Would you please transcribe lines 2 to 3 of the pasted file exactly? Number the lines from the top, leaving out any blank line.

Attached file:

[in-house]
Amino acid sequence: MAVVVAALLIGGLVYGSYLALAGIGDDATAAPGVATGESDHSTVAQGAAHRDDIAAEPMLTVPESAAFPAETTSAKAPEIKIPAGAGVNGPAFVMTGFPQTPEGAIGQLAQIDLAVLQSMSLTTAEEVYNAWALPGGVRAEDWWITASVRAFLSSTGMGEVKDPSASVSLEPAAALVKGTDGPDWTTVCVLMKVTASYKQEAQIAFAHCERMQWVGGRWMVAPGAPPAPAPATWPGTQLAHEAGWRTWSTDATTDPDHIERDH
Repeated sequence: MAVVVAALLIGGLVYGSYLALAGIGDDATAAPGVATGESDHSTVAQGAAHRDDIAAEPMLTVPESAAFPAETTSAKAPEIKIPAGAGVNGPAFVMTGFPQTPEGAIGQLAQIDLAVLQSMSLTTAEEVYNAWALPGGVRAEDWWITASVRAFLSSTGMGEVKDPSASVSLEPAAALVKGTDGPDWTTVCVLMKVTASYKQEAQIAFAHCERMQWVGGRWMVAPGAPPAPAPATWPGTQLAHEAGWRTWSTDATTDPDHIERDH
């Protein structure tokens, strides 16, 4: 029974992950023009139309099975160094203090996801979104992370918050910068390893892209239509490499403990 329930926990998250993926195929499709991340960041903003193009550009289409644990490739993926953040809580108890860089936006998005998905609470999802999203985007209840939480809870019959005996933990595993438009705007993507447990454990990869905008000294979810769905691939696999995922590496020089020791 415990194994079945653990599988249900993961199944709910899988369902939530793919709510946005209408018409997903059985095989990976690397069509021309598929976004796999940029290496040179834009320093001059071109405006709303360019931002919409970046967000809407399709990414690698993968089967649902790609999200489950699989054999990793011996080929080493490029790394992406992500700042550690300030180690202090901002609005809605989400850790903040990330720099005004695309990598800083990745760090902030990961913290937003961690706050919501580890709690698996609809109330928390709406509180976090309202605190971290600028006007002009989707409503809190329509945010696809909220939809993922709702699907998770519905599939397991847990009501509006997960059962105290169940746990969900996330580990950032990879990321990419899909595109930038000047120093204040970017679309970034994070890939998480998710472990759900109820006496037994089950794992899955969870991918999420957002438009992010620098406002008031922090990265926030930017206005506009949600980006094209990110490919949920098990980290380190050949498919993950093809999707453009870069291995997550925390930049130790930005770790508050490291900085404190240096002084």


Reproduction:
Amino acid sequence: MAVVVAALLIGGLVYGSYLALAGIGDDATAAPGVATGESDHSTVAQGAAHRDDIAAEPMLTVPESAAFPAETTSAKAPEIKIPAGAGVNGPAFVMTGFPQTPEGAIGQLAQIDLAVLQSMSLTTAEEVYNAWALPGGVRAEDWWITASVRAFLSSTGMGEVKDPSASVSLEPAAALVKGTDGPDWTTVCVLMKVTASYKQEAQIAFAHCERMQWVGGRWMVAPGAPPAPAPATWPGTQLAHEAGWRTWSTDATTDPDHIERDH
Repeated sequence: MAVVVAALLIGGLVYGSYLALAGIGDDATAAPGVATGESDHSTVAQGAAHRDDIAAEPMLTVPESAAFPAETTSAKAPEIKIPAGAGVNGPAFVMTGFPQTPEGAIGQLAQIDLAVLQSMSLTTAEEVYNAWALPGGVRAEDWWITASVRAFLSSTGMGEVKDPSASVSLEPAAALVKGTDGPDWTTVCVLMKVTASYKQEAQIAFAHCERMQWVGGRWMVAPGAPPAPAPATWPGTQLAHEAGWRTWSTDATTDPDHIERDH